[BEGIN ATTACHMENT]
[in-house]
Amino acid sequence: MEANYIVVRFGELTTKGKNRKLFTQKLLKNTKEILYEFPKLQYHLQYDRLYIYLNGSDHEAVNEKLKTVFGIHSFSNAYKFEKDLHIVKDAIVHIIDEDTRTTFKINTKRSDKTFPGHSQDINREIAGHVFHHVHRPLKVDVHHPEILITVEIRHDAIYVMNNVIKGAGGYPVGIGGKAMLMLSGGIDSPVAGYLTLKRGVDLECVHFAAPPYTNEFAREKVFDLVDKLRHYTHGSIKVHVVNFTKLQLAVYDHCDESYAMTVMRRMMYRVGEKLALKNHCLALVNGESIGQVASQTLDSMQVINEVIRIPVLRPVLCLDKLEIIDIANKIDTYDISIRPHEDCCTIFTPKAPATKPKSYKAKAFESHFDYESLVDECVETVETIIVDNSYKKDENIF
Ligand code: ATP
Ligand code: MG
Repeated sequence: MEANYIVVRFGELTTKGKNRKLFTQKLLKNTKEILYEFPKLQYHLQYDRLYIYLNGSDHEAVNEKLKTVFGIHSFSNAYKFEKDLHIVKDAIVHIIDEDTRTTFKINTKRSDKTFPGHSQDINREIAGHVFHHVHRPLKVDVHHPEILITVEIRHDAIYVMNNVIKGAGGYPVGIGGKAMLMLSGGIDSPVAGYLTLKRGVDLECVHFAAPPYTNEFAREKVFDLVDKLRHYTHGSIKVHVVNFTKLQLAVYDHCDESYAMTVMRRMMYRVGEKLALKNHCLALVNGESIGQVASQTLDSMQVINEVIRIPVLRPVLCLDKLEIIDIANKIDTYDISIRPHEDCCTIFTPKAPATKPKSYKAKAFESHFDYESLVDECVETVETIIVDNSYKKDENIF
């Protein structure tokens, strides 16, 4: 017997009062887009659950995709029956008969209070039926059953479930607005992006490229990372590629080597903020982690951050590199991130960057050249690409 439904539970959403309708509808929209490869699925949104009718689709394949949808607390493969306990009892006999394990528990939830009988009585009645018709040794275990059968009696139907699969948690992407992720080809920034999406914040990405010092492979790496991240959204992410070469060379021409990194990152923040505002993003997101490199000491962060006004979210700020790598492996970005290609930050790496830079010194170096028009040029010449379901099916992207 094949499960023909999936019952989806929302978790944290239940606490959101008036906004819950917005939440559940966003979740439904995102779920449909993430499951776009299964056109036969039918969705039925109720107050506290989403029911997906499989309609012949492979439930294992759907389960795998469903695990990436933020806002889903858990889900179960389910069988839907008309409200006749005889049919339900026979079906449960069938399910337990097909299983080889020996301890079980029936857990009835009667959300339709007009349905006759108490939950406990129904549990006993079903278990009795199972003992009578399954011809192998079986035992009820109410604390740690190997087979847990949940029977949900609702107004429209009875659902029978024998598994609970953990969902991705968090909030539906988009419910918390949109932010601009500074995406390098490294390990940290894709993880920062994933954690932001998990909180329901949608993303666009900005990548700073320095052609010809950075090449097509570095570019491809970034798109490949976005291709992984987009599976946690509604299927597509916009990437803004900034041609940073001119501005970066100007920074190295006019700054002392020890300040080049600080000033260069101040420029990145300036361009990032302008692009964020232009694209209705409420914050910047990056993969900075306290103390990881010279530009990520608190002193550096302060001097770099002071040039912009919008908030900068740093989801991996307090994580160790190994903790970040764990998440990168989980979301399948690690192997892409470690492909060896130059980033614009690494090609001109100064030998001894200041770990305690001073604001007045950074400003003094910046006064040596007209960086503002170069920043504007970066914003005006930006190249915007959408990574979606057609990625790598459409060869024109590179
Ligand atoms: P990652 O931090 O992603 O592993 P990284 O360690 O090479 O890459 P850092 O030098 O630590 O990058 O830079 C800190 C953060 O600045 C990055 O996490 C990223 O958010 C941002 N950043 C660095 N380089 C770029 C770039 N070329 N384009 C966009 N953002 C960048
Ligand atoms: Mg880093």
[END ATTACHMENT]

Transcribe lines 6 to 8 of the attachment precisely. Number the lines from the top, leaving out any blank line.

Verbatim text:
């Protein structure tokens, strides 16, 4: 017997009062887009659950995709029956008969209070039926059953479930607005992006490229990372590629080597903020982690951050590199991130960057050249690409 439904539970959403309708509808929209490869699925949104009718689709394949949808607390493969306990009892006999394990528990939830009988009585009645018709040794275990059968009696139907699969948690992407992720080809920034999406914040990405010092492979790496991240959204992410070469060379021409990194990152923040505002993003997101490199000491962060006004979210700020790598492996970005290609930050790496830079010194170096028009040029010449379901099916992207 094949499960023909999936019952989806929302978790944290239940606490959101008036906004819950917005939440559940966003979740439904995102779920449909993430499951776009299964056109036969039918969705039925109720107050506290989403029911997906499989309609012949492979439930294992759907389960795998469903695990990436933020806002889903858990889900179960389910069988839907008309409200006749005889049919339900026979079906449960069938399910337990097909299983080889020996301890079980029936857990009835009667959300339709007009349905006759108490939950406990129904549990006993079903278990009795199972003992009578399954011809192998079986035992009820109410604390740690190997087979847990949940029977949900609702107004429209009875659902029978024998598994609970953990969902991705968090909030539906988009419910918390949109932010601009500074995406390098490294390990940290894709993880920062994933954690932001998990909180329901949608993303666009900005990548700073320095052609010809950075090449097509570095570019491809970034798109490949976005291709992984987009599976946690509604299927597509916009990437803004900034041609940073001119501005970066100007920074190295006019700054002392020890300040080049600080000033260069101040420029990145300036361009990032302008692009964020232009694209209705409420914050910047990056993969900075306290103390990881010279530009990520608190002193550096302060001097770099002071040039912009919008908030900068740093989801991996307090994580160790190994903790970040764990998440990168989980979301399948690690192997892409470690492909060896130059980033614009690494090609001109100064030998001894200041770990305690001073604001007045950074400003003094910046006064040596007209960086503002170069920043504007970066914003005006930006190249915007959408990574979606057609990625790598459409060869024109590179
Ligand atoms: P990652 O931090 O992603 O592993 P990284 O360690 O090479 O890459 P850092 O030098 O630590 O990058 O830079 C800190 C953060 O600045 C990055 O996490 C990223 O958010 C941002 N950043 C660095 N380089 C770029 C770039 N070329 N384009 C966009 N953002 C960048
Ligand atoms: Mg880093």